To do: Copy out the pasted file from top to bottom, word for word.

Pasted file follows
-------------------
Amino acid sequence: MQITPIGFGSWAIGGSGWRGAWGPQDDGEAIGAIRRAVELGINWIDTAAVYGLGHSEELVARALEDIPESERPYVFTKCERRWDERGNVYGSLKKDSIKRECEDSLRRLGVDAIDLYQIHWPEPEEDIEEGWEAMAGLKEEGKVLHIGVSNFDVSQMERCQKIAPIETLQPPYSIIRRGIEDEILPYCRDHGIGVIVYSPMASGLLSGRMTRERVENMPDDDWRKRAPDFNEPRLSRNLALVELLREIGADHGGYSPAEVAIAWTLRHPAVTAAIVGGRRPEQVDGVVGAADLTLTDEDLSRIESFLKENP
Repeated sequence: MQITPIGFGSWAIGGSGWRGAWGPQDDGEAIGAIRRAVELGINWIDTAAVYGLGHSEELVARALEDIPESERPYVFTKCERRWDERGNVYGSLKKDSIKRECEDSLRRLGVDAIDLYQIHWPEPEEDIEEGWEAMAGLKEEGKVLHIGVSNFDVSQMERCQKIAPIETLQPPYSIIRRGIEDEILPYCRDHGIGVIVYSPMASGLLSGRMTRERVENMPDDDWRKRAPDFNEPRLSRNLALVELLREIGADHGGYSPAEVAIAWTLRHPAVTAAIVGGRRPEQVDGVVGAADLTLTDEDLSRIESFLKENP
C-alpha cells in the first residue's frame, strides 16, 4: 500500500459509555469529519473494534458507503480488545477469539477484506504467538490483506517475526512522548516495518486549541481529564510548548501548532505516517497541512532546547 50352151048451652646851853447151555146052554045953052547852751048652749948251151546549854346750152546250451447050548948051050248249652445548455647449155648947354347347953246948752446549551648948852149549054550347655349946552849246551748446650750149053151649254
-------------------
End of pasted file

Amino acid sequence: MQITPIGFGSWAIGGSGWRGAWGPQDDGEAIGAIRRAVELGINWIDTAAVYGLGHSEELVARALEDIPESERPYVFTKCERRWDERGNVYGSLKKDSIKRECEDSLRRLGVDAIDLYQIHWPEPEEDIEEGWEAMAGLKEEGKVLHIGVSNFDVSQMERCQKIAPIETLQPPYSIIRRGIEDEILPYCRDHGIGVIVYSPMASGLLSGRMTRERVENMPDDDWRKRAPDFNEPRLSRNLALVELLREIGADHGGYSPAEVAIAWTLRHPAVTAAIVGGRRPEQVDGVVGAADLTLTDEDLSRIESFLKENP
Repeated sequence: MQITPIGFGSWAIGGSGWRGAWGPQDDGEAIGAIRRAVELGINWIDTAAVYGLGHSEELVARALEDIPESERPYVFTKCERRWDERGNVYGSLKKDSIKRECEDSLRRLGVDAIDLYQIHWPEPEEDIEEGWEAMAGLKEEGKVLHIGVSNFDVSQMERCQKIAPIETLQPPYSIIRRGIEDEILPYCRDHGIGVIVYSPMASGLLSGRMTRERVENMPDDDWRKRAPDFNEPRLSRNLALVELLREIGADHGGYSPAEVAIAWTLRHPAVTAAIVGGRRPEQVDGVVGAADLTLTDEDLSRIESFLKENP
C-alpha cells in the first residue's frame, strides 16, 4: 500500500459509555469529519473494534458507503480488545477469539477484506504467538490483506517475526512522548516495518486549541481529564510548548501548532505516517497541512532546547 50352151048451652646851853447151555146052554045953052547852751048652749948251151546549854346750152546250451447050548948051050248249652445548455647449155648947354347347953246948752446549551648948852149549054550347655349946552849246551748446650750149053151649254